Yoshida Kenko (1283- c. 1350/52) was a mediocre poet but a brilliant essayist, the outstanding Japanese literary figure of his time.
His collection of brief essays, Tsurezuregusa (Essays in Idleness), became, especially after the 17th century, a basic part of Japanese education, and his views have had a prominent place in subsequent Japanese life and culture.
His name was originally Urabe Kaneyoshi and he early served at court and then received ordination as a Buddhist monk following the death of the emperor Go-Uda in 1324. Becoming a monk did not cause him to withdraw from society. On the contrary, he continued to take active interest in all forms of activities, as his essays indicate.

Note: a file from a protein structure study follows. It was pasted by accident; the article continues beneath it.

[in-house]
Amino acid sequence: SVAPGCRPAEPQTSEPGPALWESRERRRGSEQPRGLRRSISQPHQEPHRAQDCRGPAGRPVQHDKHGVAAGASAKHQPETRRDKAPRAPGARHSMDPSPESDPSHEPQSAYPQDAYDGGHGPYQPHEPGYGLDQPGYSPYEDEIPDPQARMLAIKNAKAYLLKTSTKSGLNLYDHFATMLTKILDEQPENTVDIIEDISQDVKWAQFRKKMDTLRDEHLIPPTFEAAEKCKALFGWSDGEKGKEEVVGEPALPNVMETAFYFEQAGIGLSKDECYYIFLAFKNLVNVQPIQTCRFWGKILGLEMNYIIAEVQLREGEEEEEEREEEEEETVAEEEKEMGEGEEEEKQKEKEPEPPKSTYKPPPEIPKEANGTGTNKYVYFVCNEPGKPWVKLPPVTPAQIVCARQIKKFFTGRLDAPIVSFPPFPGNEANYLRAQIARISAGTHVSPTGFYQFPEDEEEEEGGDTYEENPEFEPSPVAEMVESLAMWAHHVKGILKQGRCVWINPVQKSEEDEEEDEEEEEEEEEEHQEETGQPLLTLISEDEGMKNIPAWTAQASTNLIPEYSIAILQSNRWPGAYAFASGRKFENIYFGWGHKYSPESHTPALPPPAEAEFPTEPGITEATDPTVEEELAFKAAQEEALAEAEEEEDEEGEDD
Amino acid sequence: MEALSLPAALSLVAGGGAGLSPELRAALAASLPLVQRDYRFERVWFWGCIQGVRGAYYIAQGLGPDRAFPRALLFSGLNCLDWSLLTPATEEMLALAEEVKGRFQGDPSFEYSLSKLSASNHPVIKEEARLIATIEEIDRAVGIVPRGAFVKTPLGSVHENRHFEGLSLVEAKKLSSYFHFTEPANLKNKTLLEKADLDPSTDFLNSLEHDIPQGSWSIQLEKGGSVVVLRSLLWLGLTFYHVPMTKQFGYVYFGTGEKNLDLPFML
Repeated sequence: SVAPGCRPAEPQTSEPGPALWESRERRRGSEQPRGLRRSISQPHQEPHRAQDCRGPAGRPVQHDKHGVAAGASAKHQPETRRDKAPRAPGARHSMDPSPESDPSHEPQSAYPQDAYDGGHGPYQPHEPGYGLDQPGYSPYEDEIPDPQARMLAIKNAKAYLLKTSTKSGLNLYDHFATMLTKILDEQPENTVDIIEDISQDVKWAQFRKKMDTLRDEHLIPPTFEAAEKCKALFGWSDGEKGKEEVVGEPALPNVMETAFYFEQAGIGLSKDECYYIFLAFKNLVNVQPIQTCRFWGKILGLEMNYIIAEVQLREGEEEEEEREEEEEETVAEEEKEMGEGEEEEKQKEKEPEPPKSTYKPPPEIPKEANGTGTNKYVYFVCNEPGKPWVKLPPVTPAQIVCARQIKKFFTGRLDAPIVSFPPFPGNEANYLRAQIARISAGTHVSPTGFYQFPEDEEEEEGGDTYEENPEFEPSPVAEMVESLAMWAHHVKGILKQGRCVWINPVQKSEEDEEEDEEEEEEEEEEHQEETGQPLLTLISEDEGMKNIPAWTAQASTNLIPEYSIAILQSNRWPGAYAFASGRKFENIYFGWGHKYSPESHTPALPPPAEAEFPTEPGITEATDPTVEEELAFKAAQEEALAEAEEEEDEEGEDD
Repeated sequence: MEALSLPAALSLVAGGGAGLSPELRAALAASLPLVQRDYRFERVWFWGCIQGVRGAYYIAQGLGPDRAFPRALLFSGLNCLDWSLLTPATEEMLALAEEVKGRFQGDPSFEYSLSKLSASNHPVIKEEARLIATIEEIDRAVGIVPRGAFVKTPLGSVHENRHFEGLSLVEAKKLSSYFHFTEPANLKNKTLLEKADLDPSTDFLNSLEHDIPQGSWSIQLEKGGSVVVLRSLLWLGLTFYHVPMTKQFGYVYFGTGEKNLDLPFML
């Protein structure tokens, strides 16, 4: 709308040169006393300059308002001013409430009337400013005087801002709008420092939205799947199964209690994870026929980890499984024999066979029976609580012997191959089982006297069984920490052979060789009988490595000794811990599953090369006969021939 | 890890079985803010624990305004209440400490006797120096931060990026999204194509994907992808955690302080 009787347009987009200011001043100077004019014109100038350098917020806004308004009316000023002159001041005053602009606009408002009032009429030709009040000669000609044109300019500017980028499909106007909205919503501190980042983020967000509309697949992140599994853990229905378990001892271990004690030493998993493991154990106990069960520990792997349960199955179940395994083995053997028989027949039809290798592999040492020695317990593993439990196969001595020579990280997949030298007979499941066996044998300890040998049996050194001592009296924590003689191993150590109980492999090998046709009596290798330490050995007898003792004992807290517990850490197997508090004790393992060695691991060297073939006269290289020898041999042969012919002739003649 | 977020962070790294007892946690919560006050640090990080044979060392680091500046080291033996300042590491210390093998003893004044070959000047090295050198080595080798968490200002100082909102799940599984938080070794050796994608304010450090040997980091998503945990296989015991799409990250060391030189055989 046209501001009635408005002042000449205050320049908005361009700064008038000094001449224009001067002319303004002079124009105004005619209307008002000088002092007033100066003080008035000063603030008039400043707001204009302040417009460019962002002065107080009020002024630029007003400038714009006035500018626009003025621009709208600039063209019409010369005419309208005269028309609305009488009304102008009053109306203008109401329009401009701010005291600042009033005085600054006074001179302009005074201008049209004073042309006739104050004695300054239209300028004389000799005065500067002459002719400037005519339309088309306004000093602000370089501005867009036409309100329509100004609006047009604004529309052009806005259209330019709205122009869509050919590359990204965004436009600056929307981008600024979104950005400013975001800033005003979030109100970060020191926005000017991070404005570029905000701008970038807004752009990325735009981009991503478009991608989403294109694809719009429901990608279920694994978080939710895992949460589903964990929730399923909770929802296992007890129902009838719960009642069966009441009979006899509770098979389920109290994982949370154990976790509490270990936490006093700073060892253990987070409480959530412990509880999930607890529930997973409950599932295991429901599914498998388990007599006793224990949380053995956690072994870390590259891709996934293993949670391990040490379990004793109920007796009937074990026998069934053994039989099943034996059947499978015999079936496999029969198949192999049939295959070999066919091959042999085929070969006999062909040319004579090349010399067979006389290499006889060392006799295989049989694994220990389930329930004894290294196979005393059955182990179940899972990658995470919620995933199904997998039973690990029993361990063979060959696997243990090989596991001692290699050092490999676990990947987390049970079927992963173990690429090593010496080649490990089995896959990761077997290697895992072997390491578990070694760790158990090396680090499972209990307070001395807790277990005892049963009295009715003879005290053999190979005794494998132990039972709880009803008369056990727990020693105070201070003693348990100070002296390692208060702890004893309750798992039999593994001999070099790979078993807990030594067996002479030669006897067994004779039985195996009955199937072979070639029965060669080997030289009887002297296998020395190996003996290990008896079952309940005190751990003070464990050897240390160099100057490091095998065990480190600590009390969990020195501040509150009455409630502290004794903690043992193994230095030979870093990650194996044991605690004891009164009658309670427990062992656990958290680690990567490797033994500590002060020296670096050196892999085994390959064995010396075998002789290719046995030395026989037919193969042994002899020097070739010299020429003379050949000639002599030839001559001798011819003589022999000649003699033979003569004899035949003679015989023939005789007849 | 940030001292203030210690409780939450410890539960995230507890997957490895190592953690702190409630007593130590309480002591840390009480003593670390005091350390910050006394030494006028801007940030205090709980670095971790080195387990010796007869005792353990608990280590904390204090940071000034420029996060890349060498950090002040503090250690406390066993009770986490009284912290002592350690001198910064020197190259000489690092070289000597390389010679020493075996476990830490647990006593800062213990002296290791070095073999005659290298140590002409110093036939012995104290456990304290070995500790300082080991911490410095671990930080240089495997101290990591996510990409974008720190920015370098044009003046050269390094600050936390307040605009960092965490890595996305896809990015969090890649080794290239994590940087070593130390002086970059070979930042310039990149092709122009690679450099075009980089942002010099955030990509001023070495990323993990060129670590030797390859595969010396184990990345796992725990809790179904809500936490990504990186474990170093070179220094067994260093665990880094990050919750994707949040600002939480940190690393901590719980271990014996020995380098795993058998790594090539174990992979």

He witnessed the collapse of the Kamakura Bakufu and the transfer of power to the Ashikaga family and the attempted restoration by Emperor Go-Daigo and the confusion of the Northern and Southern Courts. His lamentations over the passing of old customs express his conviction that culture had deteriorated from its former glory.
However, for Yoshida beauty always implied impermanence; the shorter-lived a moment or object of beauty, the more precious he considered it.
His poetry is only conventional, but the essays of Tsurezuregusa display a perceptiveness, charm, and wit that have delighted readers since the 14th century.